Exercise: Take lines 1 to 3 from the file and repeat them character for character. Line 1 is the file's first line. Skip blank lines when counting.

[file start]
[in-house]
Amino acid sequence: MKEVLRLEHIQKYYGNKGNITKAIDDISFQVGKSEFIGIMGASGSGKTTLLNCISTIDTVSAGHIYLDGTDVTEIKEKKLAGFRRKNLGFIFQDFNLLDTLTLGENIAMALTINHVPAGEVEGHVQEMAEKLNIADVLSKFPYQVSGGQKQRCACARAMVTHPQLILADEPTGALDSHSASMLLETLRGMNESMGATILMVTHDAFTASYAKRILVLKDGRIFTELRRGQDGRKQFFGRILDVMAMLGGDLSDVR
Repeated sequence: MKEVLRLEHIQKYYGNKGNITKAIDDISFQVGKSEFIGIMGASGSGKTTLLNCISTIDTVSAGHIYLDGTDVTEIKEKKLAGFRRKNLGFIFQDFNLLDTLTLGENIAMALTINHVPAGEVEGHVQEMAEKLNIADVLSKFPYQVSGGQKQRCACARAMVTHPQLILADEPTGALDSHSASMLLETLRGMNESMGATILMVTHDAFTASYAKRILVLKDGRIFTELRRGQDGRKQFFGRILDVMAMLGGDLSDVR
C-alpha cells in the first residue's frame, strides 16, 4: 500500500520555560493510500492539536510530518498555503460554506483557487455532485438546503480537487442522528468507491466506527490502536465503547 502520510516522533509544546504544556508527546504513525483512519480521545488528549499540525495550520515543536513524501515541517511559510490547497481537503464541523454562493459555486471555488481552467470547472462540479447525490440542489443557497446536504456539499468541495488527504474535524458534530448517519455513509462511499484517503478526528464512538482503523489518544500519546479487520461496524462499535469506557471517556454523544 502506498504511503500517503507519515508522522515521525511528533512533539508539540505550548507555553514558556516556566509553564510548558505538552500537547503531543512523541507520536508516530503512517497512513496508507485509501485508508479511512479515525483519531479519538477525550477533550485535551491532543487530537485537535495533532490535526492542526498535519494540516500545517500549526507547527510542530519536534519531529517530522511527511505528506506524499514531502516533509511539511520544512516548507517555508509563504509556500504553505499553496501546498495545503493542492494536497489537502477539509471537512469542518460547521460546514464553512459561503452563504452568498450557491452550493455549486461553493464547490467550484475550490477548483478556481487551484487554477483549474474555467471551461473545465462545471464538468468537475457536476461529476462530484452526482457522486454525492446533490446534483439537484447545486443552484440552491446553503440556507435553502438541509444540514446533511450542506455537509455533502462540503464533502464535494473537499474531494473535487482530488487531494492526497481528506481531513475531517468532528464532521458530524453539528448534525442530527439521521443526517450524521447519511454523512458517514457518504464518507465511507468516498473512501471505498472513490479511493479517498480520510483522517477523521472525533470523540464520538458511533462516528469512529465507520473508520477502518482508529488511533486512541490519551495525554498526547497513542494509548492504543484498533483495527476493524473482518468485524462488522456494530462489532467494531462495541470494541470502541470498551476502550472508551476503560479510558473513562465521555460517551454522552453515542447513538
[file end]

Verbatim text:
[in-house]
Amino acid sequence: MKEVLRLEHIQKYYGNKGNITKAIDDISFQVGKSEFIGIMGASGSGKTTLLNCISTIDTVSAGHIYLDGTDVTEIKEKKLAGFRRKNLGFIFQDFNLLDTLTLGENIAMALTINHVPAGEVEGHVQEMAEKLNIADVLSKFPYQVSGGQKQRCACARAMVTHPQLILADEPTGALDSHSASMLLETLRGMNESMGATILMVTHDAFTASYAKRILVLKDGRIFTELRRGQDGRKQFFGRILDVMAMLGGDLSDVR
Repeated sequence: MKEVLRLEHIQKYYGNKGNITKAIDDISFQVGKSEFIGIMGASGSGKTTLLNCISTIDTVSAGHIYLDGTDVTEIKEKKLAGFRRKNLGFIFQDFNLLDTLTLGENIAMALTINHVPAGEVEGHVQEMAEKLNIADVLSKFPYQVSGGQKQRCACARAMVTHPQLILADEPTGALDSHSASMLLETLRGMNESMGATILMVTHDAFTASYAKRILVLKDGRIFTELRRGQDGRKQFFGRILDVMAMLGGDLSDVR